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Breastfeeding after Breast Reduction Surgery

Annetjie Smith
Bonaero Park, South Africa
From: NEW BEGINNINGS, Vol. 15 No. 2, March - April 1998, p. 43

We provide articles from our publications from previous years for reference for our Leaders and members. Readers are cautioned to remember that research and medical information change over time

I had breast reduction surgery in March 1990, and at the time I told the plastic surgeon that I wanted to breastfeed if I ever had children. I became pregnant in December 1994 and even before I knew I was pregnant, my breasts became so heavy and sensitive that I had to go out and buy bigger bras. I thought this was a good sign that indicated that everything was fine and I would be able to breastfeed. I visited my general practitioner when I was 20 weeks pregnant and then decided to go to an obstetrician for the first time. I never discussed my breast reduction with my general practitioner, but decided to check with my obstetrician.

What a shock I had when the obstetrician told me that I would certainly not be able to breastfeed! According to him, during breast reduction surgery, the nipples are totally removed and then stitched back in the correct position, so all the milk glands would have been disconnected and no milk would flow. That same week I read an article in a magazine that confirmed what he said. This was not what I wanted to hear, so I phoned the plastic surgeon who had performed my surgery. He reassured me that I would definitely be able to breastfeed.

My son Arno was born by emergency cesarean on August 28, 1995, almost four weeks premature. He weighed 2.5 kg (5 lb. 8 oz.). I tried to breastfeed him as soon as possible after birth, but could not get him to latch on. Several nurses came to help me and although my problem seemed to be with the latch-on, each one first checked my breasts for colostrum. They told me my baby was probably too weak to stay latched on to my breast because he was so small, and I should keep on trying. Fortunately, they didn't suggest that I should bottle-feed my baby. I would have cried much more if I'd had to cope with suggestions like that as well.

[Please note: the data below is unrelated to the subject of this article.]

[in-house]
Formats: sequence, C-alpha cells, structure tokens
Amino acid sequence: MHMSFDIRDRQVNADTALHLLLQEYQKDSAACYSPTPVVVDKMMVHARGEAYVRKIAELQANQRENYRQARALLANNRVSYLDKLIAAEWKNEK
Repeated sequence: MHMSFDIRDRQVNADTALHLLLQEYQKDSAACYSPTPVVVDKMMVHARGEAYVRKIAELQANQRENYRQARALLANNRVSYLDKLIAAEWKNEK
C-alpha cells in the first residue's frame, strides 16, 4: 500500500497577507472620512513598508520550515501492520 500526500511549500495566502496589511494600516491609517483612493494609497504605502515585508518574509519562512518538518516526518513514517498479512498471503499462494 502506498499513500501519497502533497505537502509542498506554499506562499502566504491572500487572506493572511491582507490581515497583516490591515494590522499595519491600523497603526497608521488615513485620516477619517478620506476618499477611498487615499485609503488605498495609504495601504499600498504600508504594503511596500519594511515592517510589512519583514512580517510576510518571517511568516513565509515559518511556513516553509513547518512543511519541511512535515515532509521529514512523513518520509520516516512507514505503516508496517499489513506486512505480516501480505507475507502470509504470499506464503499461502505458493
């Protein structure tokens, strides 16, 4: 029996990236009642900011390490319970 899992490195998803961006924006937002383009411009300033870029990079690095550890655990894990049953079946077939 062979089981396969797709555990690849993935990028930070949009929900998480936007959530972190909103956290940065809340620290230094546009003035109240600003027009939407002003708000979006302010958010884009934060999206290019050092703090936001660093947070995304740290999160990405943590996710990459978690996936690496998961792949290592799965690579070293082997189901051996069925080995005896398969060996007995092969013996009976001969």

It seemed that I didn't have enough hands to keep my baby on my breast. Luckily my husband, Ferdie, was with me and he held the baby while I tried to keep my nipple in our baby's mouth. On the second day after Arno's birth, my husband had to return to work. I eventually found another feeding position that I could manage with out Ferdie's help.

I struggled with very sore nipples until Arno was seven weeks old. Arno was also colicky. I persevered and was very proud to tell my obstetrician at my six-week checkup that I was successfully breastfeeding my baby.

I returned to work part-time when Arno was five months old and expressed my milk for the feeding that I missed. I introduced solids when Arno was eight-and-a-half months old, and until then I breastfed him without supplements. At fifteen months I still expressed milk for him during the day. Arno is now a toddler and we still enjoy a lovely breastfeeding relationship.

Editor's note: Annetjie's experience shows that breastfeeding after breast reduction surgery is a possibility. Medical evidence shows that for many women who have had such surgery, breastfeeding may be difficult or impossible. However, if the mother is unable to produce enough milk, breastfeeding can continue with supplements.

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